Interviewing Luna Manzanares proved to be more than just a journalistic task, it was an opportunity to discover the woman behind the singer who not only welcomed us into her home but entertained us with her fascinating voice. Yes, Luna sang for Cubaplus.
From her armchair, smiling, without airs, Luna does not fit the stereotype of the contemporary prima donna. A good conversationalist, she does not avoid questiona and takes every one seriously. She also doesn't sing for the sake of singing, but for love of the art.
“As a child I imagined being all sorts of things when I grew up, but never an artist”, says Luna, whose parents both worked in the theater, one as a director and one as a designer. It was her grandmother, however, who influenced her with music.
Elodia Bacallao did not sing traditional lullabies to her granddaughter. She sang classic trova such as Perla Marina and Saint Cecilia. Luna would sing them with childish theatrics and a bit of feeling. She was without a doubt an unconventional girl, who decided to become a cellist because she thought her father would like it.
As odd things happen in life sometimes, one music school rejected her alleging that she did not have musical memory. It may now seem like a joke but back then it was a hard blow, one which made her want it more and fight harder to get in until she finally did. She combined her musical education at home with music classes and, among other things, discovered jazz.
“Perhaps this will sound like a cliché, but my first idols were Ella Fitzgerald and Sarah Vaughan,” Luna told us. She has a love of good Russian literature thanks to an intellectual environment that inspired it and provided her with unusual heroes as an adolescent, such as Sabina, Spinetta, and Sindo as well as the Beatles.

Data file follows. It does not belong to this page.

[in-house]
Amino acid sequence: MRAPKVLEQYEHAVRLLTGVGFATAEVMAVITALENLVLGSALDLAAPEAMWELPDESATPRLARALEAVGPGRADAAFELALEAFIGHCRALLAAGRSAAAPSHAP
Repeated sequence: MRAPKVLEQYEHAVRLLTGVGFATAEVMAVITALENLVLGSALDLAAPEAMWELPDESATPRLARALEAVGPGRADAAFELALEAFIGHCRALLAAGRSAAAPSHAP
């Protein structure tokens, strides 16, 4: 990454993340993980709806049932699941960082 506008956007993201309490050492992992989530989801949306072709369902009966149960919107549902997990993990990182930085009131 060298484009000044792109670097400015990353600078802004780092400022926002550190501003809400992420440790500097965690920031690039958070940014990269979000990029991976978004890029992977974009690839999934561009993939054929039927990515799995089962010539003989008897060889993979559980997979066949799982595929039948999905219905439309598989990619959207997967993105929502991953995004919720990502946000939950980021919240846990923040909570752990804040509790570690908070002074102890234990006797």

But Luna's tastes do not make her an elitist by any stretch. “Every artist makes concessions in search of balance or success. I have done it too, but in a responsible way,” she says. For example, she understands and knows how to reach her generation without falling into fads.
“I want to approach people with a message, with meaning. I believe that I have that responsibility as an artist, to always be inclusive and never alienate. I don't only think about the audience I have already but that one that has yet to discover. I am feeling more and more responsible,” affirms Luna, whose first record was produced by Descemer Bueno, and is bold, contemporary, sensual and always respectful in its arrangements.
Luna has the voice to sing anything, yet she is selective with her repertoire. She usually falls in love with her songs and then interprets them with a process worthy of Stanislavsky, creating from her own experiences, making the song her own.
Luna is a fan of Brazilian and African music, and is taken with impressionism. She says she listens to all types of music. She would have liked to meet Michael Jackson, a personality that intrigues her. She is not interested in composing because her main love has always been and will always be singing.
Listening to her sing Jobin's Por Tuda Meu Vida gives a powerful sense of this love. It is hard to tire of listening to her.